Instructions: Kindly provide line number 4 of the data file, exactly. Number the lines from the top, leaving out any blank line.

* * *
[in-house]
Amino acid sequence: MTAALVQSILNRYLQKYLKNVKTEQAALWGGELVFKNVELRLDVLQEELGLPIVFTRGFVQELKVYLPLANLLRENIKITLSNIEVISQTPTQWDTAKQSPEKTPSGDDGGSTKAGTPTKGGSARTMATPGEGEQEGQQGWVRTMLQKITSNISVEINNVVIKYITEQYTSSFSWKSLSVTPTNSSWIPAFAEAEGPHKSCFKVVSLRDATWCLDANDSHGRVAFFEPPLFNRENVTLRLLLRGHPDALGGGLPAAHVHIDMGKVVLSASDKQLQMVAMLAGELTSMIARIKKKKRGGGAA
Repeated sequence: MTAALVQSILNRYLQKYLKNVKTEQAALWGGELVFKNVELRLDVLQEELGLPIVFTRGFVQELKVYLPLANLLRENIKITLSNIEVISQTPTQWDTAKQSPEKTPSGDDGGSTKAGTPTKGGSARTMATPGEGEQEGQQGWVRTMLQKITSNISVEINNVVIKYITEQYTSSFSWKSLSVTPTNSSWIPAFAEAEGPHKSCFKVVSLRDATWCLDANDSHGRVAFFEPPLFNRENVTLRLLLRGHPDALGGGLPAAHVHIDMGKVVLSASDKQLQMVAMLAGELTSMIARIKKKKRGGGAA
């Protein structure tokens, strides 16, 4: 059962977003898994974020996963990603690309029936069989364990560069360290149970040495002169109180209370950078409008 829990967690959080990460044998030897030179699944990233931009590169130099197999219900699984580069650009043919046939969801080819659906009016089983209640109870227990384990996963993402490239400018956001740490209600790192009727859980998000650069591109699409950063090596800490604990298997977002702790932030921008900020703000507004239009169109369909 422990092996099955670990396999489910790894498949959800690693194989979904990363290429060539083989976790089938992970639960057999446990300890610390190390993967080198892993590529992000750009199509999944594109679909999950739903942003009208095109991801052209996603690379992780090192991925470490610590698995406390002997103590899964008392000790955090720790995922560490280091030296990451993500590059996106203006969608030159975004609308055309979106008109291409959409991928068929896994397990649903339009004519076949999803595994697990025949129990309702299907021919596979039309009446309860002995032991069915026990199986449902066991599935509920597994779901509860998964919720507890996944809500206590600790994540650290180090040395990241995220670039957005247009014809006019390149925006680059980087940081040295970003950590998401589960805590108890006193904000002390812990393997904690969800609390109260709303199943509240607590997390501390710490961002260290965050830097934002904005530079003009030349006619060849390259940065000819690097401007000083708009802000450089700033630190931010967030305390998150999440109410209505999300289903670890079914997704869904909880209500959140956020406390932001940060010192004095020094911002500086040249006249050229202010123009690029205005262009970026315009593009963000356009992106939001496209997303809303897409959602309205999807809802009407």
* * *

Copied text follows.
């Protein structure tokens, strides 16, 4: 059962977003898994974020996963990603690309029936069989364990560069360290149970040495002169109180209370950078409008 829990967690959080990460044998030897030179699944990233931009590169130099197999219900699984580069650009043919046939969801080819659906009016089983209640109870227990384990996963993402490239400018956001740490209600790192009727859980998000650069591109699409950063090596800490604990298997977002702790932030921008900020703000507004239009169109369909 422990092996099955670990396999489910790894498949959800690693194989979904990363290429060539083989976790089938992970639960057999446990300890610390190390993967080198892993590529992000750009199509999944594109679909999950739903942003009208095109991801052209996603690379992780090192991925470490610590698995406390002997103590899964008392000790955090720790995922560490280091030296990451993500590059996106203006969608030159975004609308055309979106008109291409959409991928068929896994397990649903339009004519076949999803595994697990025949129990309702299907021919596979039309009446309860002995032991069915026990199986449902066991599935509920597994779901509860998964919720507890996944809500206590600790994540650290180090040395990241995220670039957005247009014809006019390149925006680059980087940081040295970003950590998401589960805590108890006193904000002390812990393997904690969800609390109260709303199943509240607590997390501390710490961002260290965050830097934002904005530079003009030349006619060849390259940065000819690097401007000083708009802000450089700033630190931010967030305390998150999440109410209505999300289903670890079914997704869904909880209500959140956020406390932001940060010192004095020094911002500086040249006249050229202010123009690029205005262009970026315009593009963000356009992106939001496209997303809303897409959602309205999807809802009407």